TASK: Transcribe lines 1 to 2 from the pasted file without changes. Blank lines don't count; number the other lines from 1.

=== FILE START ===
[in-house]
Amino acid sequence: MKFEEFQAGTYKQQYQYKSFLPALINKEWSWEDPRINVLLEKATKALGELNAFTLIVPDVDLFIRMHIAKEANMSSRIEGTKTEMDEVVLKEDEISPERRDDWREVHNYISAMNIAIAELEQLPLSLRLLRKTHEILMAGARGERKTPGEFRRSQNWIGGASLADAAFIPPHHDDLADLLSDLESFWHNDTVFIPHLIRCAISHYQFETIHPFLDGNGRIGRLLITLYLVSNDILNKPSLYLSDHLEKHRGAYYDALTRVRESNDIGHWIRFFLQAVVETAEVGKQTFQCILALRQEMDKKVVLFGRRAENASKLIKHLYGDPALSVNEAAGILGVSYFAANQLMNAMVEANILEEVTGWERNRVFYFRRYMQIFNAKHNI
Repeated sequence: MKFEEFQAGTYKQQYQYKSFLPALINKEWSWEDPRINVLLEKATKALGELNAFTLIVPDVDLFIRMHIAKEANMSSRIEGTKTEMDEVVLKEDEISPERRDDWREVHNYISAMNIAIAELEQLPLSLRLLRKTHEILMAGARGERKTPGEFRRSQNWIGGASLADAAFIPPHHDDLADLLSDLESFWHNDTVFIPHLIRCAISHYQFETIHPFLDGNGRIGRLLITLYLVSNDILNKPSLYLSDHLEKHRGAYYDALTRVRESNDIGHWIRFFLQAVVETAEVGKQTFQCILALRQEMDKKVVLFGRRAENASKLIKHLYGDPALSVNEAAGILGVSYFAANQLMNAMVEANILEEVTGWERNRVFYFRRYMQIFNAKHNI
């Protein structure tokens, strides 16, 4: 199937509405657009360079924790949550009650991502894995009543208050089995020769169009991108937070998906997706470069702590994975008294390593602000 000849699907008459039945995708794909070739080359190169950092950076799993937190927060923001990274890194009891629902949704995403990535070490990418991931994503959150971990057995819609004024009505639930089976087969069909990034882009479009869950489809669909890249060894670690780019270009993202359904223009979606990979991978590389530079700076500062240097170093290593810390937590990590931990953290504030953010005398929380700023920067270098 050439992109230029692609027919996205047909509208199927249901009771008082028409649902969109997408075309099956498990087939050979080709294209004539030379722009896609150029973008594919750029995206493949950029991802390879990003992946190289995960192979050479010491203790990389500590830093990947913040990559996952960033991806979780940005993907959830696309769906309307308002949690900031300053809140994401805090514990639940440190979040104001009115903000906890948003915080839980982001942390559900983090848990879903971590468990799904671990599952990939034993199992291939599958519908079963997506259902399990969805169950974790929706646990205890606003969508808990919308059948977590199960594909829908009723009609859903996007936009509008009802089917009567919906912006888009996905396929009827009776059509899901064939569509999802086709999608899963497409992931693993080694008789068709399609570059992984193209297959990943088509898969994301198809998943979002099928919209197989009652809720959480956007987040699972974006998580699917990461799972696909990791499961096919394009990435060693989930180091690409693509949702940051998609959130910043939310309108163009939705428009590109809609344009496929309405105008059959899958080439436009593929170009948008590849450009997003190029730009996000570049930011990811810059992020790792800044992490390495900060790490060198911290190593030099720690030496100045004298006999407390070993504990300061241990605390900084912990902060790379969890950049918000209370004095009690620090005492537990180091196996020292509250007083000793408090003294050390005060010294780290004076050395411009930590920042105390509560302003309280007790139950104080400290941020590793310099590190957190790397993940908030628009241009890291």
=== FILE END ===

[in-house]
Amino acid sequence: MKFEEFQAGTYKQQYQYKSFLPALINKEWSWEDPRINVLLEKATKALGELNAFTLIVPDVDLFIRMHIAKEANMSSRIEGTKTEMDEVVLKEDEISPERRDDWREVHNYISAMNIAIAELEQLPLSLRLLRKTHEILMAGARGERKTPGEFRRSQNWIGGASLADAAFIPPHHDDLADLLSDLESFWHNDTVFIPHLIRCAISHYQFETIHPFLDGNGRIGRLLITLYLVSNDILNKPSLYLSDHLEKHRGAYYDALTRVRESNDIGHWIRFFLQAVVETAEVGKQTFQCILALRQEMDKKVVLFGRRAENASKLIKHLYGDPALSVNEAAGILGVSYFAANQLMNAMVEANILEEVTGWERNRVFYFRRYMQIFNAKHNI